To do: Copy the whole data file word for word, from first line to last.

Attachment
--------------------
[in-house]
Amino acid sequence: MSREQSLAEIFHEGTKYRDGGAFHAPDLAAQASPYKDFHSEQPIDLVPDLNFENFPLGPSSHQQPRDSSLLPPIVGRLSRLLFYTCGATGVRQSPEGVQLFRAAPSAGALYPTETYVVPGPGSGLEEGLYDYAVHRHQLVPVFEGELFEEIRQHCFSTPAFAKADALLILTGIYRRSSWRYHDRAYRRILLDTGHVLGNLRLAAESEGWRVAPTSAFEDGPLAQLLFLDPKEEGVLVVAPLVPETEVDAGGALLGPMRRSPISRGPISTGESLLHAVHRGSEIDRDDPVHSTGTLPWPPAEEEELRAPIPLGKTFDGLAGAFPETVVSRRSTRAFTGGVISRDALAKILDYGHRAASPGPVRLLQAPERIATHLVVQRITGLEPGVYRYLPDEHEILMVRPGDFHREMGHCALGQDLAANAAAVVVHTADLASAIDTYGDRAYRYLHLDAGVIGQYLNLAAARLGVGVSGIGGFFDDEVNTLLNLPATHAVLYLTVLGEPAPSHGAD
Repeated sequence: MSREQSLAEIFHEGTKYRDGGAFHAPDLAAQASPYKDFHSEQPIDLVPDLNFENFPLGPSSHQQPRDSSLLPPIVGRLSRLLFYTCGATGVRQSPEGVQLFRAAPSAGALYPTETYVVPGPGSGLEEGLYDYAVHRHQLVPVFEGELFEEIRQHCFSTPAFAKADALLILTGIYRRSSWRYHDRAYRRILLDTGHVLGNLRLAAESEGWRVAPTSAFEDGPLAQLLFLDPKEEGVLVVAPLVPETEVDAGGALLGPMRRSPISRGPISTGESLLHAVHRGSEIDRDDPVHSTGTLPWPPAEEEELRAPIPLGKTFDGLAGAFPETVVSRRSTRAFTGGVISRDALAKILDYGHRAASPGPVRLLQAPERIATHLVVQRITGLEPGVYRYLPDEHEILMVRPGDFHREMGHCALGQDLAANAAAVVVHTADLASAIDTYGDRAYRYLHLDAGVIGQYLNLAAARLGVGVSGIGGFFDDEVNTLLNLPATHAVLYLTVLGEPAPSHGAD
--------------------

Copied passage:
[in-house]
Amino acid sequence: MSREQSLAEIFHEGTKYRDGGAFHAPDLAAQASPYKDFHSEQPIDLVPDLNFENFPLGPSSHQQPRDSSLLPPIVGRLSRLLFYTCGATGVRQSPEGVQLFRAAPSAGALYPTETYVVPGPGSGLEEGLYDYAVHRHQLVPVFEGELFEEIRQHCFSTPAFAKADALLILTGIYRRSSWRYHDRAYRRILLDTGHVLGNLRLAAESEGWRVAPTSAFEDGPLAQLLFLDPKEEGVLVVAPLVPETEVDAGGALLGPMRRSPISRGPISTGESLLHAVHRGSEIDRDDPVHSTGTLPWPPAEEEELRAPIPLGKTFDGLAGAFPETVVSRRSTRAFTGGVISRDALAKILDYGHRAASPGPVRLLQAPERIATHLVVQRITGLEPGVYRYLPDEHEILMVRPGDFHREMGHCALGQDLAANAAAVVVHTADLASAIDTYGDRAYRYLHLDAGVIGQYLNLAAARLGVGVSGIGGFFDDEVNTLLNLPATHAVLYLTVLGEPAPSHGAD
Repeated sequence: MSREQSLAEIFHEGTKYRDGGAFHAPDLAAQASPYKDFHSEQPIDLVPDLNFENFPLGPSSHQQPRDSSLLPPIVGRLSRLLFYTCGATGVRQSPEGVQLFRAAPSAGALYPTETYVVPGPGSGLEEGLYDYAVHRHQLVPVFEGELFEEIRQHCFSTPAFAKADALLILTGIYRRSSWRYHDRAYRRILLDTGHVLGNLRLAAESEGWRVAPTSAFEDGPLAQLLFLDPKEEGVLVVAPLVPETEVDAGGALLGPMRRSPISRGPISTGESLLHAVHRGSEIDRDDPVHSTGTLPWPPAEEEELRAPIPLGKTFDGLAGAFPETVVSRRSTRAFTGGVISRDALAKILDYGHRAASPGPVRLLQAPERIATHLVVQRITGLEPGVYRYLPDEHEILMVRPGDFHREMGHCALGQDLAANAAAVVVHTADLASAIDTYGDRAYRYLHLDAGVIGQYLNLAAARLGVGVSGIGGFFDDEVNTLLNLPATHAVLYLTVLGEPAPSHGAD